Sen. Marco Rubio (R-Fla.) revived his political career on Tuesday, edging out Rep. Patrick Murphy (D-Fla.) to keep his seat in the U.S. Senate.
Polling had suggested a narrow but consistent lead for Rubio going into Election Day, and the ultimate vote tallies gave Rubio a comfortable margin of victory in the hotly contested swing state.
Aside from the presidential race, it’s possible no electoral contest in 2016 was uglier or dumber than the Florida Senate campaign. Rubio initially said he didn’t even want the job, pledging to retire from electoral politics if he did not win the presidency. But his presidential run proved a debacle in which Rubio was reduced to suggestively mocking the size of Donald Trump’s hands in an effort to salvage his poll numbers.
Rubio withdrew from the Republican primary in March, after winning only one state ― Minnesota ― and getting blown out by Trump in Florida. Rubio reconsidered his Senate ambitions in June, after discussions with Senate Majority Leader Mitch McConnell (R-Ky.) and others, and announced his newfound intent to hold on to his Senate seat.
A September survey from Public Policy Polling gave Rubio just a 35 percent job approval rating, while 45 percent of voters said they disapproved of him. But he faced a remarkably weak challenger in Murphy, a former Mitt Romney donor who entered politics as a Democrat in 2012 to successfully challenge then-Rep. Allen West (R-Fla.).
Murphy’s time in office has been marred by his support for unwinding consumer protections in the mortgage market, deregulating large regional banks, undermining new rules to rein in payday lenders and helping car dealers overcharge customers of color.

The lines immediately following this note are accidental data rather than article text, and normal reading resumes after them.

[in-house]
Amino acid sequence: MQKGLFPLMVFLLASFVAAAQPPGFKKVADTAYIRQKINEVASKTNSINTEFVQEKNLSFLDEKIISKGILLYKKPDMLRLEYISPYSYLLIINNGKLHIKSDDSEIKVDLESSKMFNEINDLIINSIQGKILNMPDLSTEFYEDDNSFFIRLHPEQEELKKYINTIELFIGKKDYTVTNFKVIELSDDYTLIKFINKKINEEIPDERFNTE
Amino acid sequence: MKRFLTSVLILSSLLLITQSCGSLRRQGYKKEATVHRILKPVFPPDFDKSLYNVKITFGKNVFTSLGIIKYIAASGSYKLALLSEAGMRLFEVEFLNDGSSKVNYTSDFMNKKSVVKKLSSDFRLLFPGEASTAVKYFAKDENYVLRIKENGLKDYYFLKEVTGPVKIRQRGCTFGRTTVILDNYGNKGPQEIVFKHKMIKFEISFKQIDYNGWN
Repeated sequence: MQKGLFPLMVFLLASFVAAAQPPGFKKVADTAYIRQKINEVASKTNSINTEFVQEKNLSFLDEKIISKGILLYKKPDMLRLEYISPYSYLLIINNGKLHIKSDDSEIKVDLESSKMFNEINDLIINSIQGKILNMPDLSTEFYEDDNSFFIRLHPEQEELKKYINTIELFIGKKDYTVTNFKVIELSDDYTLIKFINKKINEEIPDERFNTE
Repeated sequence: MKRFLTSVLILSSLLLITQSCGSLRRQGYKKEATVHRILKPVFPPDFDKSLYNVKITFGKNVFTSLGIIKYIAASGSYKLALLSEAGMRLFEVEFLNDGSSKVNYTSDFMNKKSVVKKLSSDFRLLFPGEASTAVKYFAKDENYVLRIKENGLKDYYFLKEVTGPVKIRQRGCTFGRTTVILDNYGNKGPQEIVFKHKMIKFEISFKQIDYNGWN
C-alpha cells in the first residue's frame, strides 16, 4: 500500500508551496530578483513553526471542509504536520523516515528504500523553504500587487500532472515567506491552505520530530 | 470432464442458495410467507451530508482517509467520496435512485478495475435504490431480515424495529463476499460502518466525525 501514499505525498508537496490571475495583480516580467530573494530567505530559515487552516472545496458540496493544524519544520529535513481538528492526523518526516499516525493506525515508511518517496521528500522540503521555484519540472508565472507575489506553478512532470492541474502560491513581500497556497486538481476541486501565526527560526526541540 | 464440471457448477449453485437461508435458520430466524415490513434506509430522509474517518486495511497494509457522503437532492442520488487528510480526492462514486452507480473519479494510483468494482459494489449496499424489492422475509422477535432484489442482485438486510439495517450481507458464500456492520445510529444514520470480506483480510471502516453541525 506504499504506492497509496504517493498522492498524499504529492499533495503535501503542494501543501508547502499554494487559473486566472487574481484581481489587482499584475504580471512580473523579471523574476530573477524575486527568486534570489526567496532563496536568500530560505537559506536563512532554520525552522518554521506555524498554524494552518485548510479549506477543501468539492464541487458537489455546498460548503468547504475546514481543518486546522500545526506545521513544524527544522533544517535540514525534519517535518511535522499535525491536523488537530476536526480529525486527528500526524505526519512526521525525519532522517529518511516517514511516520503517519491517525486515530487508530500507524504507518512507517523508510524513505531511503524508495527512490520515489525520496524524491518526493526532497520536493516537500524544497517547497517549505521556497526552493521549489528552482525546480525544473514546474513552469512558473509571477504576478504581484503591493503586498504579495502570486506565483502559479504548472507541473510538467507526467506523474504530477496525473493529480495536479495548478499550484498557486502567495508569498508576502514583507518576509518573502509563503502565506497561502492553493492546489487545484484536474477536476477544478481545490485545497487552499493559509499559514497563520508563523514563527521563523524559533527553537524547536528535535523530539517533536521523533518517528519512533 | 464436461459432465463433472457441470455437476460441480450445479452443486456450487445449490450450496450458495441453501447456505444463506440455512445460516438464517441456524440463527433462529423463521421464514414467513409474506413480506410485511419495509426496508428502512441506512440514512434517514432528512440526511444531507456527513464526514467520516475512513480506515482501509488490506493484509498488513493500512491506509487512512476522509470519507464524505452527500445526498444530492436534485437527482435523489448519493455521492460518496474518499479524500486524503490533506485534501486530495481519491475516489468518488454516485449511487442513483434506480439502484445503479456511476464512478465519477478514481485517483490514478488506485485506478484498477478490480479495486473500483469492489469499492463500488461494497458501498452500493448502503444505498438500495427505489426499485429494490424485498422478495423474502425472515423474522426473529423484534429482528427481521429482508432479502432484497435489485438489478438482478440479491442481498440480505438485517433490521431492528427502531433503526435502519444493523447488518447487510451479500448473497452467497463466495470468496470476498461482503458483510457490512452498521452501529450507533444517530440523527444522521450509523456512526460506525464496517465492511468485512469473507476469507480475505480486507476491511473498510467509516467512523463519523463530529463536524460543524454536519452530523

Murphy’s viability as a candidate has largely depended on the largesse of his father, a wealthy Florida construction magnate who has contributed over $1 million to super PACs supporting his son and over $180,000 to his son’s official campaign coffers, according to the Miami Herald. Murphy’s path to the Democratic nomination was eased by the public meltdown of his chief primary challenger, Rep. Alan Grayson (D-Fla.), amid a messy divorce in which Grayson’s ex-wife accused him of abuse and Grayson accused her of bigamy. A congressional ethics investigation into Grayson’s offshore hedge fund also cast a shadow over the primary.
With Rubio on the sidelines for much of the year, Murphy was widely considered the favorite to win the Senate race. When Rubio declared his candidacy, though, he leapt ahead of Murphy in the polls, a lead that he maintained for months. Murphy attacked Rubio’s absenteeism in Congress ― Rubio has missed a higher percentage of votes than any other senator since taking office in 2011― and attempted to tie Rubio to Trump. Rubio acknowledged that Trump was a “horrifying choice” during an October debate with Murphy, but stood by his endorsement of the GOP presidential nominee.
Murphy gave up his House seat to focus on the Senate campaign.